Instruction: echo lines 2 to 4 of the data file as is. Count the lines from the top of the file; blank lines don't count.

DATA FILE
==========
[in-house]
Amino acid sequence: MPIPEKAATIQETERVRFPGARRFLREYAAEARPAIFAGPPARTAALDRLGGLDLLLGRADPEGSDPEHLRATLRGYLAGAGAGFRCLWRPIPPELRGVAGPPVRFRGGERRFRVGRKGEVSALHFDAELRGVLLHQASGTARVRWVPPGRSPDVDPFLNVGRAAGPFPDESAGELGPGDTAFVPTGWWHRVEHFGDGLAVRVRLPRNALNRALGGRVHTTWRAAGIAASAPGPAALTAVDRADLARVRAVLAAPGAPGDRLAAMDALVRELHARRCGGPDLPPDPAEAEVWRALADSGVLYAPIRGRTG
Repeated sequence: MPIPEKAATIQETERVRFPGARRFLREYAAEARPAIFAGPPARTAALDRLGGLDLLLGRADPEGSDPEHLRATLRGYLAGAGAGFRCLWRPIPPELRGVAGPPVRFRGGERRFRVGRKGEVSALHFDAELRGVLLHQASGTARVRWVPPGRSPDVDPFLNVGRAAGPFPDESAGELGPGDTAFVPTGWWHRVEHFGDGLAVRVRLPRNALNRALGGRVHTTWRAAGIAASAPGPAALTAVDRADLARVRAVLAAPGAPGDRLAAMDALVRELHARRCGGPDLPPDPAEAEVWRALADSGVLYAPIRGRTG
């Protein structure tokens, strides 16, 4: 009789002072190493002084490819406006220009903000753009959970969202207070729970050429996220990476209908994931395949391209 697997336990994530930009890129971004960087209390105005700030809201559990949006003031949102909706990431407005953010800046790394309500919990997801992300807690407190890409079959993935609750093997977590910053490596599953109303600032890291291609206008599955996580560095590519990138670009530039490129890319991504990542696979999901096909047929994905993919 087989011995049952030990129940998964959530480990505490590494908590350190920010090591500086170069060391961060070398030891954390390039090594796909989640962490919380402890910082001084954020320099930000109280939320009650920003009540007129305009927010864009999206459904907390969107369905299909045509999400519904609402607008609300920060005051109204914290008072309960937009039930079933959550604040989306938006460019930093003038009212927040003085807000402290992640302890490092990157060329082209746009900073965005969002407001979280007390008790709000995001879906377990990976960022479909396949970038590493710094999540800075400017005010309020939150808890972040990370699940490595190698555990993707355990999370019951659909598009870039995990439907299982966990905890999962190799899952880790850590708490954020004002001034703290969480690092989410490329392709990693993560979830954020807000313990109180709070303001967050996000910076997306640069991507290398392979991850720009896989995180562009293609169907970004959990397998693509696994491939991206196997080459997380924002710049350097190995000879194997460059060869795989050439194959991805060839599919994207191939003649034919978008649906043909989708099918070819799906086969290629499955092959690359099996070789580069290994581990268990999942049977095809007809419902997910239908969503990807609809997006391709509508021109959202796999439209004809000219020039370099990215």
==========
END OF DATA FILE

Amino acid sequence: MPIPEKAATIQETERVRFPGARRFLREYAAEARPAIFAGPPARTAALDRLGGLDLLLGRADPEGSDPEHLRATLRGYLAGAGAGFRCLWRPIPPELRGVAGPPVRFRGGERRFRVGRKGEVSALHFDAELRGVLLHQASGTARVRWVPPGRSPDVDPFLNVGRAAGPFPDESAGELGPGDTAFVPTGWWHRVEHFGDGLAVRVRLPRNALNRALGGRVHTTWRAAGIAASAPGPAALTAVDRADLARVRAVLAAPGAPGDRLAAMDALVRELHARRCGGPDLPPDPAEAEVWRALADSGVLYAPIRGRTG
Repeated sequence: MPIPEKAATIQETERVRFPGARRFLREYAAEARPAIFAGPPARTAALDRLGGLDLLLGRADPEGSDPEHLRATLRGYLAGAGAGFRCLWRPIPPELRGVAGPPVRFRGGERRFRVGRKGEVSALHFDAELRGVLLHQASGTARVRWVPPGRSPDVDPFLNVGRAAGPFPDESAGELGPGDTAFVPTGWWHRVEHFGDGLAVRVRLPRNALNRALGGRVHTTWRAAGIAASAPGPAALTAVDRADLARVRAVLAAPGAPGDRLAAMDALVRELHARRCGGPDLPPDPAEAEVWRALADSGVLYAPIRGRTG
């Protein structure tokens, strides 16, 4: 009789002072190493002084490819406006220009903000753009959970969202207070729970050429996220990476209908994931395949391209 697997336990994530930009890129971004960087209390105005700030809201559990949006003031949102909706990431407005953010800046790394309500919990997801992300807690407190890409079959993935609750093997977590910053490596599953109303600032890291291609206008599955996580560095590519990138670009530039490129890319991504990542696979999901096909047929994905993919 087989011995049952030990129940998964959530480990505490590494908590350190920010090591500086170069060391961060070398030891954390390039090594796909989640962490919380402890910082001084954020320099930000109280939320009650920003009540007129305009927010864009999206459904907390969107369905299909045509999400519904609402607008609300920060005051109204914290008072309960937009039930079933959550604040989306938006460019930093003038009212927040003085807000402290992640302890490092990157060329082209746009900073965005969002407001979280007390008790709000995001879906377990990976960022479909396949970038590493710094999540800075400017005010309020939150808890972040990370699940490595190698555990993707355990999370019951659909598009870039995990439907299982966990905890999962190799899952880790850590708490954020004002001034703290969480690092989410490329392709990693993560979830954020807000313990109180709070303001967050996000910076997306640069991507290398392979991850720009896989995180562009293609169907970004959990397998693509696994491939991206196997080459997380924002710049350097190995000879194997460059060869795989050439194959991805060839599919994207191939003649034919978008649906043909989708099918070819799906086969290629499955092959690359099996070789580069290994581990268990999942049977095809007809419902997910239908969503990807609809997006391709509508021109959202796999439209004809000219020039370099990215």